Academic journal article Exceptional Children

Falling through the Cracks: Rehabilitation Services for Adults with Learning Disabilities

Academic journal article Exceptional Children

Falling through the Cracks: Rehabilitation Services for Adults with Learning Disabilities

Article excerpt

* Data concerning the vocational status of adults with learning disabilities (LD) (Buchanan & Wolf, 1986; Cobb & Crump, 1984; Fafard & Haubrich, 1981; Hoffman et al., 1987; White, 1985) suggest that they might benefit from the provision of vocational rehabilitation (VR) services. However, access to appropriate VR services may be a problem for many adults with learning disabilities. Until 1981, when the Rehabilitation Services Administration accepted specific learning disabilities as a medically recognizable disability, individuals with LD were not eligible for rehabilitation services solely on the basis of a primary diagnosis of learning disability; they were rejected for services unless they also had another disabling condition (Gerber, 1981; Rubin & Roessler, 1983).

Although legally available, VR may not be accessible to adults with LD for a variety of reasons. Varying LD definitions, diagnostic and eligibility procedures from state to state (Biller, 1988; Sheldon & Prout, 1985), and a possible reluctance to serve LD clients Miller, Mulkey, & Kopp, 1984) may make access to the VR system difficult for the LD population. Adults with LD and their families are no longer under the umbrella of Public Law 94-142. They may not be aware that they must seek and initiate services since VR is an eligibility rather than an entitlement program. In other words, adults with LD can only receive services if they meet VR eligibility requirements; they are not automatically entitled to receive free appropriate services based on their individual needs as they leave special education programs (Johnson, Bruininks, & Thurlow, 1987). An issue not addressed by the literature is whether adults with LD, families, and advocates have the information they need to successfully negotiate the VR system.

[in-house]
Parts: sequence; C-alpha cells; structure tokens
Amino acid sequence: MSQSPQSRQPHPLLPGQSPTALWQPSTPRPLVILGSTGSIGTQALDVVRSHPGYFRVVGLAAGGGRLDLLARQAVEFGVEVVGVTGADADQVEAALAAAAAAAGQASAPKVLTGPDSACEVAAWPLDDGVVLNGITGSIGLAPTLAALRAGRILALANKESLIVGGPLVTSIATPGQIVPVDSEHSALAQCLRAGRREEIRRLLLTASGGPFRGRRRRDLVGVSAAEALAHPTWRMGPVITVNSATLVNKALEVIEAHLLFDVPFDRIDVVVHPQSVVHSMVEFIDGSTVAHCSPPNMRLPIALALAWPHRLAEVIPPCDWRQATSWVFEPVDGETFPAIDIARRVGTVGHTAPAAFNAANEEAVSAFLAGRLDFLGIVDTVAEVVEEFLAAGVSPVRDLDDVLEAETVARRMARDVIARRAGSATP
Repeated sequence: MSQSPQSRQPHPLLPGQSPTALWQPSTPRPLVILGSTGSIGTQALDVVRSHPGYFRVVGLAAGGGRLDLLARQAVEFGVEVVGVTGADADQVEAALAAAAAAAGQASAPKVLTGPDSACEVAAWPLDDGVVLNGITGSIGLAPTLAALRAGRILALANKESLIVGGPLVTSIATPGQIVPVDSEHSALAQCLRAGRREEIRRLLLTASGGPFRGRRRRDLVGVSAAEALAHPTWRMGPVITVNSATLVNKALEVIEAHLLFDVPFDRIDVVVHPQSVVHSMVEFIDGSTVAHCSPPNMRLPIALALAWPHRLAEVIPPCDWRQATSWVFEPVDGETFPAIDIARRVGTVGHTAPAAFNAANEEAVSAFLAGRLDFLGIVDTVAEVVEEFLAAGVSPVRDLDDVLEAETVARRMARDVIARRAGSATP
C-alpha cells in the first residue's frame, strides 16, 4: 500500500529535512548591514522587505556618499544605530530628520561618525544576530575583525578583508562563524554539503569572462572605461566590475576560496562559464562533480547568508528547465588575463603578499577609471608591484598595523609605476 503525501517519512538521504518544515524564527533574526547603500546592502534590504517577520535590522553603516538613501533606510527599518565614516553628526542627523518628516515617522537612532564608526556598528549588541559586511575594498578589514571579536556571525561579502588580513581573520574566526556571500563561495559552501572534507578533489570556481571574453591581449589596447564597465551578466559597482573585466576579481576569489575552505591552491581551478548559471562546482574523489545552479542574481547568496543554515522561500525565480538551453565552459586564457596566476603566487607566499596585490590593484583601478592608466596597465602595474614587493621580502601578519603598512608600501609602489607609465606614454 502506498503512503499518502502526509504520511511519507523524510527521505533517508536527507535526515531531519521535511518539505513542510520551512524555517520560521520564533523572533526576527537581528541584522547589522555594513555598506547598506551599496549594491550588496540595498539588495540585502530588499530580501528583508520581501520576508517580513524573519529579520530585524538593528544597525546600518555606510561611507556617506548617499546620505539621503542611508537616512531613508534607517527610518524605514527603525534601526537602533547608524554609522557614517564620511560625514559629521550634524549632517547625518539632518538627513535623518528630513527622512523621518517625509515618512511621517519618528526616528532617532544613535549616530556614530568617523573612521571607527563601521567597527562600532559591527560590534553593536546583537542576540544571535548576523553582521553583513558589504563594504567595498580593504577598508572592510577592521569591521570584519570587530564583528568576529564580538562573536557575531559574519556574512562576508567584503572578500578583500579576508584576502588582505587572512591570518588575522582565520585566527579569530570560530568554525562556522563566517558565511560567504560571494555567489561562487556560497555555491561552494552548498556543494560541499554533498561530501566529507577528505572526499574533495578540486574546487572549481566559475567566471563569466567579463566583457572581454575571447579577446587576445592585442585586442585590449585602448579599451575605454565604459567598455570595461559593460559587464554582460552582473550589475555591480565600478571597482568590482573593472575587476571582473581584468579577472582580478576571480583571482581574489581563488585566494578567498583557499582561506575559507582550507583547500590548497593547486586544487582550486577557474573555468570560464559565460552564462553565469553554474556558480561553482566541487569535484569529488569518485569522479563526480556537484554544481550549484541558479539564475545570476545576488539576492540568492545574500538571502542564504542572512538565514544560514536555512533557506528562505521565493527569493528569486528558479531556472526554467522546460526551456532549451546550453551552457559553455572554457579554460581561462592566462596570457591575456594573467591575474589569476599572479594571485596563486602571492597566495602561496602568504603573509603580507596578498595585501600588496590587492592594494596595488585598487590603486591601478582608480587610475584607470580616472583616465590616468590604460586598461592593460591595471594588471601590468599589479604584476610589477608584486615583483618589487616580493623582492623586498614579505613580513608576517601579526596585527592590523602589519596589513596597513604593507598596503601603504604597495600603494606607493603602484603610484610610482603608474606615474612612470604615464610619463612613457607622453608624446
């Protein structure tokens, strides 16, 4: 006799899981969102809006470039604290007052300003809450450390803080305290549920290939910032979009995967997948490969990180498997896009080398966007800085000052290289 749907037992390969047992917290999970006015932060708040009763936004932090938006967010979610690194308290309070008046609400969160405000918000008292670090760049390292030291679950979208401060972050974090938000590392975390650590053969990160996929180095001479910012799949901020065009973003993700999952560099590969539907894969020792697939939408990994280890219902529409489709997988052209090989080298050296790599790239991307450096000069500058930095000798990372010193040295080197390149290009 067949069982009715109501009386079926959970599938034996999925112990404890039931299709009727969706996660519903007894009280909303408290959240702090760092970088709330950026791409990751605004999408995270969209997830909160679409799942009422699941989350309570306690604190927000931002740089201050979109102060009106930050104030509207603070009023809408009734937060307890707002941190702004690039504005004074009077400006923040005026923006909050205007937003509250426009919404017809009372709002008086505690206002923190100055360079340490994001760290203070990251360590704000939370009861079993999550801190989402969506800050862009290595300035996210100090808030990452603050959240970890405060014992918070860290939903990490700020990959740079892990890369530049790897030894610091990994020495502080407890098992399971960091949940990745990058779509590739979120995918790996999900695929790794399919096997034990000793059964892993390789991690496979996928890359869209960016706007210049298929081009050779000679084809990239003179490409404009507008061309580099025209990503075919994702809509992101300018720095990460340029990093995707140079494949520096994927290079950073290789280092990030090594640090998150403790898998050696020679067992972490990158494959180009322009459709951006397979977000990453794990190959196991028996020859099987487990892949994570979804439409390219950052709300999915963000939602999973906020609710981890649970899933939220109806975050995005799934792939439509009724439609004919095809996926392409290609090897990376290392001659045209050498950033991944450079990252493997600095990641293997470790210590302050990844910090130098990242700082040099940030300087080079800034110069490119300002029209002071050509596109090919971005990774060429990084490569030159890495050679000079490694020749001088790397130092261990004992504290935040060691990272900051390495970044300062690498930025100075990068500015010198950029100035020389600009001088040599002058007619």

There are a few things we haven't known about adults with LD that relate directly to their ability to gain successful access to rehabilitation services and that have implications for the transition planning process. How much knowledge do they have of VR and their role in the rehabilitation eligibility process? What are the characteristics of adults with LD who do and don't apply for services? Of those who apply for services, what are the characteristics of individuals who do and don't gain successful access? Are clients with LD satisfied with the services they have received? If not, why not?

There is no information available on rehabilitation services as seen from the perspective of the adult with LD who is the primary stakeholder in the problem. The present study is a starting point for looking at the problem.

PROCEDURES

A pretested questionnaire was published in the January 1989 ACLD Newsbriefs, the national newsletter of the Association for Children and Adults with Learning Disabilities, now known as the Learning Disability Association of America. Self-identifted adults with LD reported their employment status, income and education levels, and living arrangements, in addition to their knowledge, perceptions, and experiences regarding the rehabilitation application/eligibility process.

Because of the possibility that ACLD respondents would be better informed and more successful than individuals who don't belong to this advocacy organization, questionnaires were also mailed to former public-school students who had received services for LD. Despite several mailings, however, distribution and sample size of the school-identifted group (n = 44) prohibited statistical comparison with the ACLD group (N = 3 53). Therefore, afl statistical information presented here pertains to the ACLD respondents.

SUBJECTS

ACLD respondents (N = 353) ranged from 16 to 67 years in age (mean age, 30.8; SD, 10.4). There were 197 males and 156 females from 45 states, Puerto Rico, and the District of Columbia; the sample was largely urban, with 46.9% living in cities with a population of at least 50,000. …

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